Senator (for the time being) Leila de Lima’s contempt for the intelligence of the Filipino people is staggering. As she scrambles like a drowning woman grasping for a straw, the best defence she can come up with against the mounting evidence, showing her involvement in the illegal drugs trade – and as benefitting from it – is that those witnessing against her are convicts. Yet, her “star witness” at the Senate hearings into her allegations of the president’s involvement with the Davao Death Squad is a self-confessed assassin. If that’s not an irony, then she’s not a liar. But that’s not the only irony.
Jaybee Sebastian (JB), convict supremo at New Bilibid Prison (NBP), she repeatedly refers to as a “government asset”. This is the man who presides over an illegal-drugs empire in the heart of the Philippines’ largest penitentiary, and who, under her tenure as the Secretary of Justice was permitted to do so. In fact, from what we’ve heard so far, by removing the convict competition from NBP – relocating them to other penal facilities, under her direction – she handed him an illegal-drugs monopoly. And a highly profitable one; one of the most profitable in the country – and courtesy of her Justice Department.
JB’s evidence, apparently, is unimpugnable according to De Lima – that is, of course, unless he becomes a “government asset” of the present government, in which case his evidence will be wholly unreliable. Thus, if he testifies for her, we should believe him; if he testifies against her, we should not believe him. That’s a level of argument most children abandoned in K6.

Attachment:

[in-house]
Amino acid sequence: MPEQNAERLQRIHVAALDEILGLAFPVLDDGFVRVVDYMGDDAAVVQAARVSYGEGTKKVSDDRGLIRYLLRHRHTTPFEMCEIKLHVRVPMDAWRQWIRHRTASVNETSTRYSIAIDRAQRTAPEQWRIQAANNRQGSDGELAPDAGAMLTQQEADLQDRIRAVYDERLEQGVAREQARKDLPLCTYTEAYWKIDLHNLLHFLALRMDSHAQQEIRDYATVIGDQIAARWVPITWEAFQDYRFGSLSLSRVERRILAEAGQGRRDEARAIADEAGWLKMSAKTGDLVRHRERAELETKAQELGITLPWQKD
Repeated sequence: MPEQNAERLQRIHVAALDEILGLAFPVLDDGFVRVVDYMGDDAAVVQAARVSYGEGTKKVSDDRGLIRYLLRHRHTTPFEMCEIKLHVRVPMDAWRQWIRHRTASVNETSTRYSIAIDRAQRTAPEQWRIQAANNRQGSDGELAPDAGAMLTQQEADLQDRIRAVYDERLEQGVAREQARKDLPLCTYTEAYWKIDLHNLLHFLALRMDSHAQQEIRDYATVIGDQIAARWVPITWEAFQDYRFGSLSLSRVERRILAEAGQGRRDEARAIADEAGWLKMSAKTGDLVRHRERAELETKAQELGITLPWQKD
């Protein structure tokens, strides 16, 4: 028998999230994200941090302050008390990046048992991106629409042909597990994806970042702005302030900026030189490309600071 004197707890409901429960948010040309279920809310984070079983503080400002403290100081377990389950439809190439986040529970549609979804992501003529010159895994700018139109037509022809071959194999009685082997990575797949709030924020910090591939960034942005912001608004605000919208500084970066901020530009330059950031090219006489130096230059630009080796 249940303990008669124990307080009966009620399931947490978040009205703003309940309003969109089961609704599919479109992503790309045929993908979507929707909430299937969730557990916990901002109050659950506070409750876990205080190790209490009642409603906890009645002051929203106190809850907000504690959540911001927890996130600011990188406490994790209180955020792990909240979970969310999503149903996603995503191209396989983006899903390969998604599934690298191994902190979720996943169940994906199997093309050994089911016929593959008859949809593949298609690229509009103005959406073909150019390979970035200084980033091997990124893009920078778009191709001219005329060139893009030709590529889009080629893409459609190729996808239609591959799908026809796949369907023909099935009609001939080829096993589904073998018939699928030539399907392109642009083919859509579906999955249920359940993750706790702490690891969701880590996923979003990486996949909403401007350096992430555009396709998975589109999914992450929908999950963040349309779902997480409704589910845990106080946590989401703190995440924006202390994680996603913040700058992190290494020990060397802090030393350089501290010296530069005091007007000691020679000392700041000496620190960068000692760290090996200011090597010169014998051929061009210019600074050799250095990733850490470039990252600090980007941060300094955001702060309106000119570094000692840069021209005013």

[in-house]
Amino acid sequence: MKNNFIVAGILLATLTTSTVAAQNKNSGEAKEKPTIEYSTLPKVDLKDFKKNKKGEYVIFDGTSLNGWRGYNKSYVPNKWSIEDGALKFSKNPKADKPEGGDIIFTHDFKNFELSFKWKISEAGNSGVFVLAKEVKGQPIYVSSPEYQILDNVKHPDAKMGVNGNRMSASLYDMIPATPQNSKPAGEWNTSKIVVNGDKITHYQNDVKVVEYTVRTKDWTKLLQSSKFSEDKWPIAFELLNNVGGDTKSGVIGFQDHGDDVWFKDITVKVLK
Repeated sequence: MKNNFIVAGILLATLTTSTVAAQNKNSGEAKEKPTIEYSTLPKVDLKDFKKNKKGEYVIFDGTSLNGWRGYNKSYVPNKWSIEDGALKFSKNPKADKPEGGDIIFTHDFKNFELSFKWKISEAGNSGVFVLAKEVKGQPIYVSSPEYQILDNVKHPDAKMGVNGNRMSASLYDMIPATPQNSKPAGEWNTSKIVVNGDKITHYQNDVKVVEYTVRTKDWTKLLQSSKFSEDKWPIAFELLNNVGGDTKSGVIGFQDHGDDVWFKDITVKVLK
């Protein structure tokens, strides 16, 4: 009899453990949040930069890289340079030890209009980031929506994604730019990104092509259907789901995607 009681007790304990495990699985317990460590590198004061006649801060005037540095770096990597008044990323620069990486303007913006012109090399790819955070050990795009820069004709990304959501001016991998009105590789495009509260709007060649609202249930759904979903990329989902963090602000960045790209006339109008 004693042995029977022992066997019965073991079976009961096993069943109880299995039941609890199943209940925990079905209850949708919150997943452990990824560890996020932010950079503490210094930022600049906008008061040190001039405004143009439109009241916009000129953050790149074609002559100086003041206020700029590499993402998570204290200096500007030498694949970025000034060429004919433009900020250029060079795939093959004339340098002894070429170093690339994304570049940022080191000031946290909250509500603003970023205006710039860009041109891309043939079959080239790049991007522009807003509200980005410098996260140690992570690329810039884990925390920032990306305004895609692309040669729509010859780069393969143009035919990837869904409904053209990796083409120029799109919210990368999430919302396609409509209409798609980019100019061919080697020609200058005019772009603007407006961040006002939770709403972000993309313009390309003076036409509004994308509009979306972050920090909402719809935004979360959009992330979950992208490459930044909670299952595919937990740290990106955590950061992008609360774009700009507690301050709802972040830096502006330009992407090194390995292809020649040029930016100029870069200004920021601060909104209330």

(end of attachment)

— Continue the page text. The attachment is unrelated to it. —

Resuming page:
And if all that’s not an irony, then the Pope is a Buddhist.
Let us proceed. The ex-Justice Secretary chides the current Justice Secretary, Vitaliano Aguirre II, for not seeing “how laughable [the government’s] situation is”. Her ‘argument’ for this hilarity – apparently only evident to her – is that the drug lords had put out a kill-contract on the president. “What was that?” asks the theatrical De Lima, “A change of heart? How stupid of them to miss how skewed their statements are”.
But how skewed is that argument? First, while it’s likely that a contract was taken out – billions of dollars are at stake here; a thriving illegal-drugs sector is not something the drug lords are going to suddenly relinquish – it’s beyond hilarious to believe that each and every drug boss put his imprimatur to it. As the history and the code of the Sicilian Mafia teaches, the last thing that organised crime courts is social instability; where law enforcement becomes ever present on the streets that supply its fortunes – a situation that would inevitably occur if the president was assassinated.
Drug lords, like the general population, are not as naïve and stupid as Mz De Lima would have us believe. And what about the Bilibid 19, the drug head honchos whom she had removed from operational control within NBP? Some of them might well have signed a contract, but given the disruption their businesses suffered, The Volatilian™ would not like to bet that it’s Duterte’s name on it. The point is, De Lima’s clumsy attempt to reduce the powerful testimony that has been given against her by feeble conjecture on her part, is insulting to any normal intelligence.
Is this really the quality of advocacy being taught at the San Beda College of Law from which the former Secretary of Justice graduated? Is this serious legal reasoning? But her shabby and lacklustre self-defence doesn’t end there.